Tyson isn’t chicken
It’s the world’s second biggest meat producer, but now its new CEO is pouring money into animal-free alternatives. Here’s a fascinating look at the man whose adapting this mammoth business in the face of several forces of disruption….
Tyson produces 1 of every 5 pounds of meat consumed in the US. Tom Hayes (left), who’s served as chief executive officer since December 2016, and his 122,000 employees annually process and sell $15-billion worth of beef, $11-billion of chicken, and $5-billion of pork.
They also formulate, package, and sell $8-billion in prepared foods under a brand roster that includes Hillshire Farm, Jimmy Dean, Ball Park Franks, Original Philly Cheesesteak, and Aidells Sausage.
Half of the products are distributed by retail grocers; most of the rest go to McDonald’s, Burger King, Wendy’s, KFC, and other food-service outlets.
Hayes, 53, is an upbeat, shoulder-punching, “call me Tom” kind of leader—“a man of the people,” as more than one member of his team describes him.
All that bonhomie has emboldened and perhaps insulated the CEO, who’s positioned himself as a forward-thinking renegade in an industry many consider ethically unsound, environmentally catastrophic, and mired in old-world thinking.
Since Hayes started, he’s trumpeted the promise of “sustainable proteins” and “cleaner foods” in the media (Squawk on the Street, Mad Money), at conferences (Davos, Milken), and in the Twittersphere.
He’s made practiced statements such as “I took this job to help revolutionise the global food system” and pledged “to raise the world’s expectations for the good we can do through food.”
The language sounds awfully suspicious coming from a man whose company processes about 1.8 billion animals per year.
Tyson operates dozens of mass-scale slaughterhouses and has been criticised for water and air pollution, animal cruelty, and labour violations. It’s also responsible for tens of millions of metric tons of greenhouse gas emissions a year, on par with the whole of Ireland.
“To call it a sustainable or do-gooder company would be absurd,” says Matthew Prescott, senior director of food and agriculture for the Humane Society of the US.
“We’re so big that the industry can’t change if we don’t lead.”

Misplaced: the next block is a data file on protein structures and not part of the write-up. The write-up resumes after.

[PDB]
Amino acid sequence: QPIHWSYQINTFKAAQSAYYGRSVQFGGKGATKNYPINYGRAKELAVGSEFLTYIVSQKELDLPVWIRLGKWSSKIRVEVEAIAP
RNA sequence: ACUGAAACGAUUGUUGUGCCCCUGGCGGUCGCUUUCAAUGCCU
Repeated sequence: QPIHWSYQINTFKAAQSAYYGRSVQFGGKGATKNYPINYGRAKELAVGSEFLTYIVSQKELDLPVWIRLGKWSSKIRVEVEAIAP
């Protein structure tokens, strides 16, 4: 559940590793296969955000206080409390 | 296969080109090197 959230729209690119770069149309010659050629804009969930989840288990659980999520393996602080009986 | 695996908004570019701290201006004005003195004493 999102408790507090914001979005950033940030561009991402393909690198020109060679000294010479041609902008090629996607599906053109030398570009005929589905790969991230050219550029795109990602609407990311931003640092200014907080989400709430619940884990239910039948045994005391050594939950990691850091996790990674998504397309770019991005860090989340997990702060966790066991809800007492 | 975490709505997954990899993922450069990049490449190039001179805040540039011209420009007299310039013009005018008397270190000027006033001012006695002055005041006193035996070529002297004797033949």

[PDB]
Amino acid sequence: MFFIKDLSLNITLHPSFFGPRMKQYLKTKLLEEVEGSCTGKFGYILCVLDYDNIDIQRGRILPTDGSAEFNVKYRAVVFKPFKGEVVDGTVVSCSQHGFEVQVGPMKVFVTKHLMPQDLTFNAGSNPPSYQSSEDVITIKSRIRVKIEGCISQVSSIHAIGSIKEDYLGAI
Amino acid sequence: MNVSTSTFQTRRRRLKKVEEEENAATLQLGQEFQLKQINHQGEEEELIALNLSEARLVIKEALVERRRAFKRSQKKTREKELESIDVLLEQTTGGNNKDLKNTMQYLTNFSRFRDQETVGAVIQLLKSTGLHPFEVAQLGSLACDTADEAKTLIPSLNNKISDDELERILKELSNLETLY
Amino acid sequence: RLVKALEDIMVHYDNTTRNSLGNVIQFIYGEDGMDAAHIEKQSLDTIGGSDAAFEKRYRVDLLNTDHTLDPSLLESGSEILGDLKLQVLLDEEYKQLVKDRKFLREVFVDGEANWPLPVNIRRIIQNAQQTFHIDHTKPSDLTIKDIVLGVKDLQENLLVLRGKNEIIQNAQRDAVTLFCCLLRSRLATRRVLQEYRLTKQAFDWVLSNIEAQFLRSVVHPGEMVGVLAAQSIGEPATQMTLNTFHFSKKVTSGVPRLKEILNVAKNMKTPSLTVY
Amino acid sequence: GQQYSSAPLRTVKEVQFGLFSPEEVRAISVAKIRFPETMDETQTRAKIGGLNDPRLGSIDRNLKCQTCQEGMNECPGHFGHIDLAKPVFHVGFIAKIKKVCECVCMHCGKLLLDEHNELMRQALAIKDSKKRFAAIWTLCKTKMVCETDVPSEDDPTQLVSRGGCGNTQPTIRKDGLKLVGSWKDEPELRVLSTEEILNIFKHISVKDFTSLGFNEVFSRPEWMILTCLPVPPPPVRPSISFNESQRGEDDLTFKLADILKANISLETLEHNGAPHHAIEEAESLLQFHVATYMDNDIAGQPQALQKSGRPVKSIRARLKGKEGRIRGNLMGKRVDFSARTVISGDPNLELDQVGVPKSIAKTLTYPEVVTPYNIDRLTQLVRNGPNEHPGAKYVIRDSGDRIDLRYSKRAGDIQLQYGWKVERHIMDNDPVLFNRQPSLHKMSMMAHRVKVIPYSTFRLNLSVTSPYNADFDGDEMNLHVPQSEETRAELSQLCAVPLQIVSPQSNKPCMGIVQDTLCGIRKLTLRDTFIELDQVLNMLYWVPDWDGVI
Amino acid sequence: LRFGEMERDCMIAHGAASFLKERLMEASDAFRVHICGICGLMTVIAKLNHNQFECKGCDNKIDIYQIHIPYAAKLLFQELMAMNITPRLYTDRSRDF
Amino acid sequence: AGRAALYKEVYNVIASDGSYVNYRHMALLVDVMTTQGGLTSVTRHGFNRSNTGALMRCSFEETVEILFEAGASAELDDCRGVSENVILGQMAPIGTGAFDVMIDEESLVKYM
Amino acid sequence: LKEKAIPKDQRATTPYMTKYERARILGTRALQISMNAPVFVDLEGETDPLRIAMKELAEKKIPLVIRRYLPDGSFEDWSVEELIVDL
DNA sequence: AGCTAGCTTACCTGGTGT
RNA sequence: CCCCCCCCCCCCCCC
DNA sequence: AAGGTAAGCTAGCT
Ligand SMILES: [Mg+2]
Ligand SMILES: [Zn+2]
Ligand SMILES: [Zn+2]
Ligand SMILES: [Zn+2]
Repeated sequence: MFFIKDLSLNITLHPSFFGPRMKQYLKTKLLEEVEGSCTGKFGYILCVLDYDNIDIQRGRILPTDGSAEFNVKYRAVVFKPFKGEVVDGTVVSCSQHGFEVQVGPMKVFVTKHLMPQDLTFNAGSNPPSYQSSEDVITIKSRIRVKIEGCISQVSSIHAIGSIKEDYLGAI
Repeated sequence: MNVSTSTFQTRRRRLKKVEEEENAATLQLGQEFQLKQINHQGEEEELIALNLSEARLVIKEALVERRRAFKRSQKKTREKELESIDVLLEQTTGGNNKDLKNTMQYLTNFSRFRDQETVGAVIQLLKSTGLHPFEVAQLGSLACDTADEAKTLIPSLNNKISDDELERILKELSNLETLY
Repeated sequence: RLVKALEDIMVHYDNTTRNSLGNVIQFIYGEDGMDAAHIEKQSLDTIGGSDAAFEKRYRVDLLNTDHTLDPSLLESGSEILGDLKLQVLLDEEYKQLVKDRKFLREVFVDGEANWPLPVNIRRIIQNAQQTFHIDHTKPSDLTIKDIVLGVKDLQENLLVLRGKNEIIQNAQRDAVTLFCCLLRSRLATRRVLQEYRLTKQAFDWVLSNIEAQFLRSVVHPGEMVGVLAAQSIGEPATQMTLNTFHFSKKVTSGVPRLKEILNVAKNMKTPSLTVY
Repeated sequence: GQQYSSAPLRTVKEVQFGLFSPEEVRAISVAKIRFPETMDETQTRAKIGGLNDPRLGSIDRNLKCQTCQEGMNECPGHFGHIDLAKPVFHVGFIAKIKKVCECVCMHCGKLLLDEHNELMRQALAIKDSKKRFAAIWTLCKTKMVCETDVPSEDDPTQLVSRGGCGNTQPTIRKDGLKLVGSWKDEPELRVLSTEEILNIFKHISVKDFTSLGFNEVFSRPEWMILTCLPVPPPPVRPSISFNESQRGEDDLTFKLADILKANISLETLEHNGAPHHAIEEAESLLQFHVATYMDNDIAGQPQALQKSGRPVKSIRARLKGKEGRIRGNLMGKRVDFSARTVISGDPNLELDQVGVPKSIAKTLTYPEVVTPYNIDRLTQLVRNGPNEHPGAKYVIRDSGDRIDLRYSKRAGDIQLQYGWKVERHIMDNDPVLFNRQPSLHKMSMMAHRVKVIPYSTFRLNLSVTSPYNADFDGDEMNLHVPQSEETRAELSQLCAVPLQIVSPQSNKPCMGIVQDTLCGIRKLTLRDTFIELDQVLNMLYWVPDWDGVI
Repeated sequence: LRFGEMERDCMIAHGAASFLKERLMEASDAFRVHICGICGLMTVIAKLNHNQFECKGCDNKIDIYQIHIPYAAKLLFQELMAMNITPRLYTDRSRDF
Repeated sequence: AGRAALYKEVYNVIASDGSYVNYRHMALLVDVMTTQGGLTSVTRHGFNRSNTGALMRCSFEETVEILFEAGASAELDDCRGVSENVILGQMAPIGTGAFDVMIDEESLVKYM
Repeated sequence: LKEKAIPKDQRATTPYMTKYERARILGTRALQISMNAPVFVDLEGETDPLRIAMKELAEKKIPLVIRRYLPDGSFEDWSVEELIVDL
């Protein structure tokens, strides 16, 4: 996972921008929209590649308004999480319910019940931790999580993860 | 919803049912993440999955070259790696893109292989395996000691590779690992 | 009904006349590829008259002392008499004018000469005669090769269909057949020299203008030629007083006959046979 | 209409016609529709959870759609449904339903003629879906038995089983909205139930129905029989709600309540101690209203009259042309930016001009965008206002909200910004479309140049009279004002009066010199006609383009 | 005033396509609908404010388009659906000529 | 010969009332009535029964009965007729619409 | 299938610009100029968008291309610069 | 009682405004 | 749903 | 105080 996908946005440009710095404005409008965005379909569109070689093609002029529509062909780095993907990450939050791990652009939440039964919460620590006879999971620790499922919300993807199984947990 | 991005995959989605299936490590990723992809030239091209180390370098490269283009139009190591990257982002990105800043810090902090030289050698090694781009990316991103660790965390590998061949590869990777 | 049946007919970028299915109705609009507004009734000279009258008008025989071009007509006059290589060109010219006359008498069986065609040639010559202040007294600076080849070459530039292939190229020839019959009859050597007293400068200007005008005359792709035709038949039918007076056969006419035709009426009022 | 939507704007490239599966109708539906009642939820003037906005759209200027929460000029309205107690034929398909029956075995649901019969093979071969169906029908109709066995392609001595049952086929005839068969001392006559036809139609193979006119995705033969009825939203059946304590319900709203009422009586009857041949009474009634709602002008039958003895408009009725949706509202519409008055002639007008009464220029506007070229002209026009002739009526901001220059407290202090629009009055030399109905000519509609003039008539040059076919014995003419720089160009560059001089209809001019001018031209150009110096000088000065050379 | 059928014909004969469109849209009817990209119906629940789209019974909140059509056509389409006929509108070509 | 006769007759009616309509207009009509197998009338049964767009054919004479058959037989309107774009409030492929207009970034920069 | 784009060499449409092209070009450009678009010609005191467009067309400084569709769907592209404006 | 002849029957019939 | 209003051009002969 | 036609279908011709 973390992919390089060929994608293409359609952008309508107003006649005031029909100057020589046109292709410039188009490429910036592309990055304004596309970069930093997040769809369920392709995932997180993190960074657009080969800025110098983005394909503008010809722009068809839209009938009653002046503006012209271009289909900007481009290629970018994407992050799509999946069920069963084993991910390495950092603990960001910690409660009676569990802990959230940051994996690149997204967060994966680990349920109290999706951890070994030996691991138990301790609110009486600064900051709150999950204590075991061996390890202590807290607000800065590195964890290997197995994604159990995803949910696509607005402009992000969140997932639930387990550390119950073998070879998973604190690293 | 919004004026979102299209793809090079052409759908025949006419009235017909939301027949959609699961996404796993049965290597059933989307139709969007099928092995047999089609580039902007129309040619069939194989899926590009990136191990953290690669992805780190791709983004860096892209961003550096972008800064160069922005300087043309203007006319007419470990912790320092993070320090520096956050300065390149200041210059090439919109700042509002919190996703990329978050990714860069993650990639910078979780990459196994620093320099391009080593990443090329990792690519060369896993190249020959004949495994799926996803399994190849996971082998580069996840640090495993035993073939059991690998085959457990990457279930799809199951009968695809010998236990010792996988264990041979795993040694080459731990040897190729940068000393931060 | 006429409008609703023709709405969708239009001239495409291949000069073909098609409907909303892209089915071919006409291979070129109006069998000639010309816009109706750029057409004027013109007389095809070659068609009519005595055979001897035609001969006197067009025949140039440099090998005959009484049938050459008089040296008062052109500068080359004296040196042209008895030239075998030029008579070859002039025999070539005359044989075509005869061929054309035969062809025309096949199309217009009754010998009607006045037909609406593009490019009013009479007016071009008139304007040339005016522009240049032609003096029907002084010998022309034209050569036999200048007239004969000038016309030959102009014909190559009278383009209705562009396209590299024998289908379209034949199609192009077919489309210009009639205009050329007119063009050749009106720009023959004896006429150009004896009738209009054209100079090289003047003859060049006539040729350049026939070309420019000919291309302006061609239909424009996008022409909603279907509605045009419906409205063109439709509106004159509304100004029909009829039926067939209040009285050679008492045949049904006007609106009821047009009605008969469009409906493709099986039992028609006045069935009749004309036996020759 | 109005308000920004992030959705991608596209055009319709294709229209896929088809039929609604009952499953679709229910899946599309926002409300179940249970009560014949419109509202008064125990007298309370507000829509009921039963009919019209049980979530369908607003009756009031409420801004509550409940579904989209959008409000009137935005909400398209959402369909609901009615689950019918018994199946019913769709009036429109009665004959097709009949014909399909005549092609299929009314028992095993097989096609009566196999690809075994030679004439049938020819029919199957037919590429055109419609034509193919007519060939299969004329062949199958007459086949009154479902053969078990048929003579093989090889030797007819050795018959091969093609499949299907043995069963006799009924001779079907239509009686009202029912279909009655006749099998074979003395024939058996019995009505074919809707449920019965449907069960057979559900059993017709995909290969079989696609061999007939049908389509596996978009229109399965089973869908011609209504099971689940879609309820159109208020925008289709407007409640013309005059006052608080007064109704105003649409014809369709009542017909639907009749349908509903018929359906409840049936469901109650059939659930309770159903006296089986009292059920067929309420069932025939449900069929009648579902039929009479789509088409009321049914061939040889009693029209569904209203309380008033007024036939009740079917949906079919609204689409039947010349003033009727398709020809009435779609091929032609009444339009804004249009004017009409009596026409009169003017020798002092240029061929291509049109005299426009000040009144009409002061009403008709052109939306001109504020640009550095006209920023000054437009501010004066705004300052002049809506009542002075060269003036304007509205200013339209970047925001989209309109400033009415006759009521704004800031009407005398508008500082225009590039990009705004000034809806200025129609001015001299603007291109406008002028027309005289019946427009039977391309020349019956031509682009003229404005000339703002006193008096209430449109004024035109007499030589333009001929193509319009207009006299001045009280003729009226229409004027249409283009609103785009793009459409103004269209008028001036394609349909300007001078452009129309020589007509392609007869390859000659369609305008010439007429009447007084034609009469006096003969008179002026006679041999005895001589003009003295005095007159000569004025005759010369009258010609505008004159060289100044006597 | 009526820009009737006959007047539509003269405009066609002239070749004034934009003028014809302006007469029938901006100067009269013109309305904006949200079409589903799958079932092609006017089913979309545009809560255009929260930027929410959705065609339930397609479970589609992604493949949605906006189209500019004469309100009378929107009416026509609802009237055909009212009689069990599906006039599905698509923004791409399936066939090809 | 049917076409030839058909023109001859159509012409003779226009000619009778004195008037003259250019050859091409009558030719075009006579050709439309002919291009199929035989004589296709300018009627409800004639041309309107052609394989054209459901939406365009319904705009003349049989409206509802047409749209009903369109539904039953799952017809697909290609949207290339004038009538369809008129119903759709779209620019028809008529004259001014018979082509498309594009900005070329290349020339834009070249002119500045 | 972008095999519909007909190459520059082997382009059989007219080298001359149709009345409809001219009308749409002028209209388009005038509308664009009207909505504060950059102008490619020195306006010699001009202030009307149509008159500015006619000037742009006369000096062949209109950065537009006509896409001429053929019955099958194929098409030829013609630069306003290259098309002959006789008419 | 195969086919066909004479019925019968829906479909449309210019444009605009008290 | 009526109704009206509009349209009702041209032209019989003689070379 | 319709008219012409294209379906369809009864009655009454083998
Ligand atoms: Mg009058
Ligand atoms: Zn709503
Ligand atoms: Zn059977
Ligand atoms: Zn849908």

Yet Hayes, whose square-jawed face and brilliantined hair give him the look of a 1950s marketing boss, insists it’s precisely because of Tyson’s scope that he has the potential to make a difference: “We’re so big that the industry can’t change if we don’t lead.”
In his first few months at the helm, Hayes replaced 6 of 10 division heads—many with hires from outside the meat industry. He also created two roles: chief technology officer and chief sustainability officer.
Hayes and his team rolled out new sustainability goals in rapid succession: Tyson would remove antibiotics from all Tyson-branded chicken products in 2017.
It would slash its greenhouse gas emissions 30 percent by 2030, not only internally but also throughout its supply chain. It would continue to improve efficiency at its plants, expand organic product offerings, and practice sustainable land management on 2 million acres of corn grown for animal feed.
Hayes pledged to enhance employee welfare, improve animal treatment, and strengthen rubrics that protect a Tyson-raised animal’s right to “a life that’s worth living”.
He also began trumpeting a plan to shift his company from a grower and processor of meat to a producer, broadly, of proteins.
In May the company became a seed investor in Future Meat Technologies, an Israeli startup developing “cultured meats” from cells in petri dishes.
Tyson was also a major player in a recent investment round for Memphis Meats, a company in San Francisco developing lab-grown beef, poultry, and fish that’s also funded by Bill Gates.
And in December of last year, Tyson joined in a $55 million round of financing for the California-based startup Beyond Meat, the leading brand in plant-based protein products nationwide.
Tyson isn’t the only player in the conventional meat industry making unconventional investments. Cargill bought into Memphis Meats, too. Perdue Farms is investing in humane processing equipment, slow-growth chicken breeds, and niche organic brands. Even Hormel Foods, maker of Spam, is developing animal-free products.
If Tyson doesn’t stay ahead of the game, it runs the very real risk of falling behind. “We want to actively disrupt ourselves,” says Hayes. “We don’t want to be Kodak.”
He won’t disclose how much money he’s plowing into alternative proteins, but for now, it’s far less than he’s putting into status quo meat production. The entire fund Hayes established for sustainable technology investment is $150-million—about half the cost of a poultry complex Tyson is building.
But even his fiercest critics say these investments are a worthwhile start…..